A couple of months ago, I asked Sonny Rollins if he would be
willing to visit his old neighborhood in Harlem with me from the back of a comfortable car for the Wall Street Journal. His 80th birthday was coming (September 7). So was a much heralded concert at New York's Beacon Theater (September 10). Now was an ideal time to reflect and look ahead. [Photo by John Abbott]
So several Sundays ago, Sonny and I traveled uptown in a Lincoln Town Car. For the next two hours, we visited three different areas of Harlem, with Sonny commenting on the places and childhood events that helped shape him as an artist. He had never made such a personal trip with a writer before, and the result appears in today's "Greater New York" section of the Wall Street Journal. You'll find it online here. [Photo by John Abbott]
During our ride uptown, Sonny and I talked about his 1995 performance at the Beacon Theater and the struggles he encounters when trying to give an audience a powerful performance. There wasn't room for the following conversation in my Wall Street Journal article, but here it is as a bonus:
JazzWax: Did you enjoy playing at New York's Beacon Theater in 1995?
Sonny Rollins: Actually, I wasn’t happy with my performance. I don't blame anyone but myself. When the curtain goes up, it’s up to Sonny Rollins in terms of how I sound and what I'm doing. It’s my responsibility to be Sonny Rollins. I always try to make sure that is my No. 1 priority—making sure I sound good. Whenever I play, I take responsibility. I’m old school. It’s my job to satisfy the public.
JW: How do you do that?
SR: By practicing hard every day. I also compose every day when I can.
SR: I’m trying to get a certain perfection in my music, in my playing, in my performance, in my ability to make sense and ultimately to satisfy my audiences. It's all of these things. I am an artist seeking perfection.
JW: What has to happen for this to take place?
SR: Of course, my embouchure has to be in great shape and my reed has to be just right, but I also have to be in a good place mentally. When that happens, hopefully the audience reacts. If I'm happy, Marc, people will react. [Photo by John Abbott]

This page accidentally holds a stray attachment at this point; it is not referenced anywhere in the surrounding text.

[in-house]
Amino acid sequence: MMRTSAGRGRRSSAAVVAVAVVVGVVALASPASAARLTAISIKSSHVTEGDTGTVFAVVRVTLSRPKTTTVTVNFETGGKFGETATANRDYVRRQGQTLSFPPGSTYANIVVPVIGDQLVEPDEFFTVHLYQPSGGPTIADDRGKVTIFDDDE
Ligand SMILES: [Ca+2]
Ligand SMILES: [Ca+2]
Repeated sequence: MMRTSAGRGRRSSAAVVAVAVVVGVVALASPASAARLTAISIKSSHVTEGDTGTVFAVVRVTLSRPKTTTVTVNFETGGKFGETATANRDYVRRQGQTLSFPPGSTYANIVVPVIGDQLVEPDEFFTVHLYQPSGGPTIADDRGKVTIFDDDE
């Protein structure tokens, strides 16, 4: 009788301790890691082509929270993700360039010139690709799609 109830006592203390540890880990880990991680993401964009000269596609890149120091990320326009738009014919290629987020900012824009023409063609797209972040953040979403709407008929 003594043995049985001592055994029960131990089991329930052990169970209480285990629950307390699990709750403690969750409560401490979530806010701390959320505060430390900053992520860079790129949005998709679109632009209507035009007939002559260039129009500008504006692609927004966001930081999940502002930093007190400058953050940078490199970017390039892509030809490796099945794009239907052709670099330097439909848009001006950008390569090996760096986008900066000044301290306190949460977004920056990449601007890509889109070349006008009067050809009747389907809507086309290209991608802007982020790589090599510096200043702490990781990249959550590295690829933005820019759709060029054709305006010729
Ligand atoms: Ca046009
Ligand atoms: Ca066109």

JW: But don't your audiences always react positively?
SR: To an extent. But I have stringent standards for myself that they don’t know about. Once I satisfy some of my demands, they will be even happier. That's when a performance comes together magically. There’s no explaining it. Every concert doesn’t come out the way I would have liked it to. Even the ones that people did think came out well, I sometimes wasn't happy with them. Every time I walk on stage I'm trying to create an extraordinary event.
JW: What are you doing when such events happen?
SR: Who knows why these things happen? That’s the unknown that makes music great. It's not something you can quantify all the time. That’s the beauty of the arts. You have to know when you did that stroke that opened up a new vista for you. You don’t know why you did it or how. You enter a place creatively and it happens. [Photo by Jamie-James Medina]
JW: So when you’re not feeling a specific way on stage, the odds are greater that you're not going to produce what you want?
SR: I would think so. There are times when negative things happen, like feeling it isn't my night or that things aren't in place musically. I’m trying all the time, of course, to overcome those things. You have to take that into consideration as an artist. Even if things aren’t falling into place right away, I’m working like heck to make it happen.
JW: Do you ever think you’re too hard on yourself?
SR: No. I don’t think I’m too hard. I probably could be harder.
JW: But does a point ever come as an artist when you're being too hard on yourself, that your discipline will trample the creative aspects of what you want to do?
SR: No, I don’t think so.
JW: How do you avoid becoming too rigid or formulaic?
SR: When I say I'm hard on myself, I don't mean that I'm rigid. When young people call me up, they say, "Sonny, what do you practice?" My answer always is that they must first absorb the rudiments that they need to know. You have to be sure you practice those every day. But then you have to make time to be creative and free. [Photo by Michael Jackson]
JW: So a jazz artist in performance constantly has to fight to be free?
SR: I think so. You don't want to say, "Gee I have to practice this or that over and over again." No. Of course, certain things are important. For instance, I know that I have to hold whole tones to build up my embouchure, so I do these exercises. But I don’t make it a big deal. If you do, then practicing becomes a chore. Practicing has to be viewed as fun, it has to be easy. You’ve got to leave time for expression, to keep yourself open to expression. That’s what I do.
JW: I have to assume that when you perform, you’re not even there, that you’ve left the stage mentally.
SR: Exactly. That’s my whole thing, the process of improvising. You have to know your materials, you know the songs, you know the harmonics—all these things. You have to learn those back and forth. Then when you get on the stage, you forget all of it [laughs]. See what I mean? [Photo by John Abbott]
JW: And then?
SR: And then you let the subconscious take over. That’s my thing. My subconscious takes over quickly and I don’t know what I do. I surprise myself by what I play, and that’s great.
JW: Are you letting yourself be more emotional when this happens?
SR: Emotional. Hmmm, that’s a tricky word.
JW: I mean soulful—emotional rather than rational?
SR: My mind is trained to do the things I'm trying to do. What happens after that I don’t know. It’s something else. It's magical. I'm not consciously aware of what I’m doing. My mind is blank and not consciously going after one thing or another. If everything comes together, then the creative part becomes an exciting experience for the audience. And for me. [Photo by John Abbott]